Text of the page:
grains. Although precipitate coarsening and particle solution and reprecipitation also occur, they are not of particular
importance for most grades. For AKDQ steels, on the other hand, the characteristics of precipitation and of particle
coarsening must be carefully controlled so that the grain orientations associated with high formability (that is, the
{111}<110> and to a lesser extent the {111}<112> texture components) are favored during recrystallization and can in
this way replace the other sets of grain orientations inherited from the rolling operation. This is brought about by pinning
the undesirable {100}-oriented grains during heating through their optimum growth temperature range by means of AlN
particles. These form during heating from the supersaturated Al and N held in solution as a result of the relatively low
coiling temperatures (550 °C or 1020 °F) employed for the AKDQ grades. The AlN particles gradually redissolved and
coarsen as the temperature is further increased during annealing, permitting growth of the {111}-oriented grains within
the temperature range that favors this orientation.
Continuous Annealing. With the trend toward more and more continuous processing, batch annealing is gradually
being replaced by continuous annealing . The prime advantage of this process is the considerable increase in
product uniformity along the length of a given coil. This is of increasing importance as tolerances and allowable property
variabilities are reduced as a result of the increasing automatization of forming processes. Because of the much shorter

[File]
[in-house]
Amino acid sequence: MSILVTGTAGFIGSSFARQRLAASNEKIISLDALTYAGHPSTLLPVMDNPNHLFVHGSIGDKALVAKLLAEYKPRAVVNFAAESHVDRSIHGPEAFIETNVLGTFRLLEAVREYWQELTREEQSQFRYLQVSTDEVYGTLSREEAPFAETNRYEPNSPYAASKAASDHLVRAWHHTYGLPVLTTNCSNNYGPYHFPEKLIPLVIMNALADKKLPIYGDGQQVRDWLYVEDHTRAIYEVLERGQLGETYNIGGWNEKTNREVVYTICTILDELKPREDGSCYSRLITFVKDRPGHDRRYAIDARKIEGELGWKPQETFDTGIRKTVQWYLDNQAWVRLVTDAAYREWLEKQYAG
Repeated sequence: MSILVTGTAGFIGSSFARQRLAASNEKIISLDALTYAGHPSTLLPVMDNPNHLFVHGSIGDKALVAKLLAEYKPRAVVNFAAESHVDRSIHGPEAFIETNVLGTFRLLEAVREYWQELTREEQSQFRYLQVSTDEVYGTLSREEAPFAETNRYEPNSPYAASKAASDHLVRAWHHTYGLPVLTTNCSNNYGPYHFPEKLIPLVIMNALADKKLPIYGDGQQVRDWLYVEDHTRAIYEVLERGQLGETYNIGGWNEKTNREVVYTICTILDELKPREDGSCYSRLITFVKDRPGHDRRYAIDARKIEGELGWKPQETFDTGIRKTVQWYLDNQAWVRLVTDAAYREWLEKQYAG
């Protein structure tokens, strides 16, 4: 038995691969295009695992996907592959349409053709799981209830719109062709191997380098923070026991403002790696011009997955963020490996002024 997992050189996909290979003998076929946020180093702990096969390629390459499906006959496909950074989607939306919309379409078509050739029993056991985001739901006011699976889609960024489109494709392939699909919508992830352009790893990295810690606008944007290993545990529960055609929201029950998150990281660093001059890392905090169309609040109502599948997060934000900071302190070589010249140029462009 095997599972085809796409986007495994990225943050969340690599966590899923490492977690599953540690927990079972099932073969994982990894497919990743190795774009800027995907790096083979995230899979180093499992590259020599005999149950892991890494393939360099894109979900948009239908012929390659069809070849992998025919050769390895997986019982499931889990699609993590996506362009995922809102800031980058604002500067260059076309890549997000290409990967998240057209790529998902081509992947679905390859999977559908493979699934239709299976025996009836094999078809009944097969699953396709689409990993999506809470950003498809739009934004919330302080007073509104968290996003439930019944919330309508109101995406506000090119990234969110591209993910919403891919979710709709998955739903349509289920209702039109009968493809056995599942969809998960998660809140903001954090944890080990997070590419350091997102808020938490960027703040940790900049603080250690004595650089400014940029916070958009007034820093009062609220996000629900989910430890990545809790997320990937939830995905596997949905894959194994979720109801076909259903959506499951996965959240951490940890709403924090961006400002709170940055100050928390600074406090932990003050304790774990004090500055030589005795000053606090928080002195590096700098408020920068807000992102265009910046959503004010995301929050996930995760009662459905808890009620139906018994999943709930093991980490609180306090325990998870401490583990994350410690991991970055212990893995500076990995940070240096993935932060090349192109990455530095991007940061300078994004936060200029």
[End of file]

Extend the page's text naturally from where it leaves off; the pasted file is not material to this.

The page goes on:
process times involved (for example, 2 min instead of 5 days), the heating and cooling rates are much higher (15 °C/s, or
27 °F/s). Negligible hold times are required at the maximum temperatures of 700 to 800 °C (1290 to 1470 °F), which are
significantly higher than in the batch annealing process.
For commodity grades, the temperatures and heating and cooling rates are not of critical importance. By contrast, for
drawing quality grades such as the niobium- and titanium-base IF steels, the process parameters must again be carefully
adjusted for compatibility with the particular chemistries employed. For these steels, the favored texture components are
{554}<225> and {111}<112> and, to a lesser extent, {111}<110>. These components differ slightly from those
associated with the AKDQ steels and lead to still higher R values. As for the AKDQ grades, the appearance and
disappearance of precipitates (in this case, Nb(C,N) and Ti4C2S2), the mean sizes and volume fractions of these
precipitates, and the amounts of niobium, titanium, carbon, and nitrogen remaining in solution must be carefully
controlled if optimum product properties are to be produced. By tying up the carbon and nitrogen present in the form of
carbonitrides and eliminating the yield drop in this way, low yield stresses are obtained, which lead to high initial workhardening
rates and n values. These, in association with the high R values that follow from the presence of the texture
components described above, are responsible for the excellent drawability properties of these grades.
References cited in this section
14. W.L. Roberts, Hot Rolling of Steel, Marcel Dekker, 1983
15. Microalloying '75, Proceedings of the International Symposium on High Strength Low Alloy Steels, Union